RJ Bayley Reviews: The Ring (2002)
The early noughties trend of American remakes of J-horror featuring lank haired children was old before it’s time. Hell, the original J-horror films featuring lank haired children were old before their time.
Director Gore Verbinski’s The Ring, (yes, the man who engineered the initial Pirates of the Caribbean trilogy) starring Naomi Watts, (yes, another Naimoi Watts film) was the first of the American J-horror remakes out of the gate and is generally considered the best, even if it is generally maligned by the horror community these days.
12 years down the line and The Ring is very dated, but not dated in a charming Hammer or Universal way. The films of those famous houses of horror are from a time most of us weren’t around to remember, and if we were, it certainly isn’t a recent memory. Indeed those films are often set a century before they were made anyway, so they’re directly removed from us. You might as well set some of them in Middle-Earth.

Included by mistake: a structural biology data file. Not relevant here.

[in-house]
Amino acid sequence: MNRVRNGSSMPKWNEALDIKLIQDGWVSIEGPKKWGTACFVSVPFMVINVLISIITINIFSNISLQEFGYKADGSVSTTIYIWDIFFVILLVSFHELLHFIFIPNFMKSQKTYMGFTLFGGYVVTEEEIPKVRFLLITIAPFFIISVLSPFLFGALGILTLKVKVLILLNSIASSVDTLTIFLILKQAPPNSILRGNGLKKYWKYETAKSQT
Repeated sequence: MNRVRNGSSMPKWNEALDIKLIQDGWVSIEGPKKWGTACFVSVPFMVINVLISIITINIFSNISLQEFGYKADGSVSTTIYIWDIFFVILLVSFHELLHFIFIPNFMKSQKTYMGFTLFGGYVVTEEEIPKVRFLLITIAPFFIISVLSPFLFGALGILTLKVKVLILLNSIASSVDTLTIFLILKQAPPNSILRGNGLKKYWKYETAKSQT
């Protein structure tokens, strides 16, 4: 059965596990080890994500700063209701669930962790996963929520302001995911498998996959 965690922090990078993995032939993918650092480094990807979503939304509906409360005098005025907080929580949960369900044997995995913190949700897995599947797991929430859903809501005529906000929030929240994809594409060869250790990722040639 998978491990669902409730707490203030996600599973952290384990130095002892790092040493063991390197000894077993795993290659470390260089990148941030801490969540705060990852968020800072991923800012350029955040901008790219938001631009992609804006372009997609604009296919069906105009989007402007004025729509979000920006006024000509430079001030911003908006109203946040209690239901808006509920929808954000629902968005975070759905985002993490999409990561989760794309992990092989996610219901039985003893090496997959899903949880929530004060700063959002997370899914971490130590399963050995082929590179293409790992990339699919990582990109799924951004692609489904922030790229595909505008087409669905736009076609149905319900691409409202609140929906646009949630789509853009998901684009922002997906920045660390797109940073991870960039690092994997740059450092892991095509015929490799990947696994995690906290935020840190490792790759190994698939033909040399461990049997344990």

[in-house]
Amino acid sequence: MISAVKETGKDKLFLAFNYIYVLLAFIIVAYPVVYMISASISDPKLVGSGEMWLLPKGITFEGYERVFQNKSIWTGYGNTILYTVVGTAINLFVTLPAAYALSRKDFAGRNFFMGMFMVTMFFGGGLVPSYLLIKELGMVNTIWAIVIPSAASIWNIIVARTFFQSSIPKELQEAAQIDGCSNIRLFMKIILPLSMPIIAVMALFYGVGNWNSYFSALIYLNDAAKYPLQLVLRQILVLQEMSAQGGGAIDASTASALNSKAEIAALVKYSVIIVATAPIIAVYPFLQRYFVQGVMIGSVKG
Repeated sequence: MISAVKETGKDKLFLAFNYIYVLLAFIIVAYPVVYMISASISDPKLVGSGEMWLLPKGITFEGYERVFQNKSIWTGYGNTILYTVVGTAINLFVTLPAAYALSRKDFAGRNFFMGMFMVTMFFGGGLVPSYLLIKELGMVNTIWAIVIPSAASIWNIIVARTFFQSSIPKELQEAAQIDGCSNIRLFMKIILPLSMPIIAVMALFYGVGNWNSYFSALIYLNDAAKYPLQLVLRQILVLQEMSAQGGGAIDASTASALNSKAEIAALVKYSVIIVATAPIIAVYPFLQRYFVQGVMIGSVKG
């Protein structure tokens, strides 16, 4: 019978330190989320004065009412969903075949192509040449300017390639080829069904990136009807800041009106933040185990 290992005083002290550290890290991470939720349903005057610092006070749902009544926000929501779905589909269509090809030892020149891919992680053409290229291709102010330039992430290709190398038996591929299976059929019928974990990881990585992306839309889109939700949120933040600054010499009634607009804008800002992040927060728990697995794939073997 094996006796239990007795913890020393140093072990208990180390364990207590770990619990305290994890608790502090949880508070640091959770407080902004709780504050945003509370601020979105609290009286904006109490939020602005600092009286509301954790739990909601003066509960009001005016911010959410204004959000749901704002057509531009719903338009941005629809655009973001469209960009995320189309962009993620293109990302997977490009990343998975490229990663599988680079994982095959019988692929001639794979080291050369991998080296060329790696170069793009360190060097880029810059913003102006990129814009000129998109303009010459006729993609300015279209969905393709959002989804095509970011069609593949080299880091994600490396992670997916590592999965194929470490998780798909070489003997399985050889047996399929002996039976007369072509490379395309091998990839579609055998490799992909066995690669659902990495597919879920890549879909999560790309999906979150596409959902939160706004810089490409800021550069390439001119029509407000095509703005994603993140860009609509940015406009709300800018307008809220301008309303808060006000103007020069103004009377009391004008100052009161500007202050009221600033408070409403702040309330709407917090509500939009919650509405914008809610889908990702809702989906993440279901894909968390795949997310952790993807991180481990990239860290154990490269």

It’s also worth noting that when there’s something cursed or mystical, it’s generally a book of some description, an object we still use today. Videotapes however? Not so much. It’s a testament to The Ring then that it still manages to entertain so much given it could have been a camp time capsule. The film itself is never scary but the killer video itself is affective and there’s some genuinely haunting imagery in there. There’s fine exploitation of the mechanics of actual VHS as well which are clever.
Brian Cox is always welcome in a cast, Watts gives a superior performance to the original’s Nanako Matsushima, and the ghostly island is a strong location. It’s just all a bit dated and nothing special. But then again, so is the original.
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